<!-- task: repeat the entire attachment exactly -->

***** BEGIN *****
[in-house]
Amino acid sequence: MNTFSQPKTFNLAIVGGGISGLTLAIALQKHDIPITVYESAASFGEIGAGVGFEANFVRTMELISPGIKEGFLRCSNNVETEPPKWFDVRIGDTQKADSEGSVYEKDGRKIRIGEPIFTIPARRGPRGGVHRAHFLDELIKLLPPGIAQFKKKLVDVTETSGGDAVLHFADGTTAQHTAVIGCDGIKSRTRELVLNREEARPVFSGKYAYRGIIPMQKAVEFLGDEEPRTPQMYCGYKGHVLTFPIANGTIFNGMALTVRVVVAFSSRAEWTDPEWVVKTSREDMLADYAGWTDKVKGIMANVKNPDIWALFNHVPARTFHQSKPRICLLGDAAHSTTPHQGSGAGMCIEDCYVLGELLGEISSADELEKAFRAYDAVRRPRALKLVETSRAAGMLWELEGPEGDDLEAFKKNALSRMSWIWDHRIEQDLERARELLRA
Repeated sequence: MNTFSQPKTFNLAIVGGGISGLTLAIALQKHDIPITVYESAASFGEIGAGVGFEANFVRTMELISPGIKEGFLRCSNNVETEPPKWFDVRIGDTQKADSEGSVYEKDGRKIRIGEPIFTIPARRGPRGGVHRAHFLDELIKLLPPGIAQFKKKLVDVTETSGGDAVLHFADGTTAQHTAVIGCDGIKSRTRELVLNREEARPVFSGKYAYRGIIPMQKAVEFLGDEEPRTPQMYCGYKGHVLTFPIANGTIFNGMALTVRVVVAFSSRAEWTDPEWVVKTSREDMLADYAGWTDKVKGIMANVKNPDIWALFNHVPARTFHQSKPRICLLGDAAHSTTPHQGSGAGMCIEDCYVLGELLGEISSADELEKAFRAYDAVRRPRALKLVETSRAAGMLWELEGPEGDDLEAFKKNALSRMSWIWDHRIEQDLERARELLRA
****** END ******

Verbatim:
[in-house]
Amino acid sequence: MNTFSQPKTFNLAIVGGGISGLTLAIALQKHDIPITVYESAASFGEIGAGVGFEANFVRTMELISPGIKEGFLRCSNNVETEPPKWFDVRIGDTQKADSEGSVYEKDGRKIRIGEPIFTIPARRGPRGGVHRAHFLDELIKLLPPGIAQFKKKLVDVTETSGGDAVLHFADGTTAQHTAVIGCDGIKSRTRELVLNREEARPVFSGKYAYRGIIPMQKAVEFLGDEEPRTPQMYCGYKGHVLTFPIANGTIFNGMALTVRVVVAFSSRAEWTDPEWVVKTSREDMLADYAGWTDKVKGIMANVKNPDIWALFNHVPARTFHQSKPRICLLGDAAHSTTPHQGSGAGMCIEDCYVLGELLGEISSADELEKAFRAYDAVRRPRALKLVETSRAAGMLWELEGPEGDDLEAFKKNALSRMSWIWDHRIEQDLERARELLRA
Repeated sequence: MNTFSQPKTFNLAIVGGGISGLTLAIALQKHDIPITVYESAASFGEIGAGVGFEANFVRTMELISPGIKEGFLRCSNNVETEPPKWFDVRIGDTQKADSEGSVYEKDGRKIRIGEPIFTIPARRGPRGGVHRAHFLDELIKLLPPGIAQFKKKLVDVTETSGGDAVLHFADGTTAQHTAVIGCDGIKSRTRELVLNREEARPVFSGKYAYRGIIPMQKAVEFLGDEEPRTPQMYCGYKGHVLTFPIANGTIFNGMALTVRVVVAFSSRAEWTDPEWVVKTSREDMLADYAGWTDKVKGIMANVKNPDIWALFNHVPARTFHQSKPRICLLGDAAHSTTPHQGSGAGMCIEDCYVLGELLGEISSADELEKAFRAYDAVRRPRALKLVETSRAAGMLWELEGPEGDDLEAFKKNALSRMSWIWDHRIEQDLERARELLRA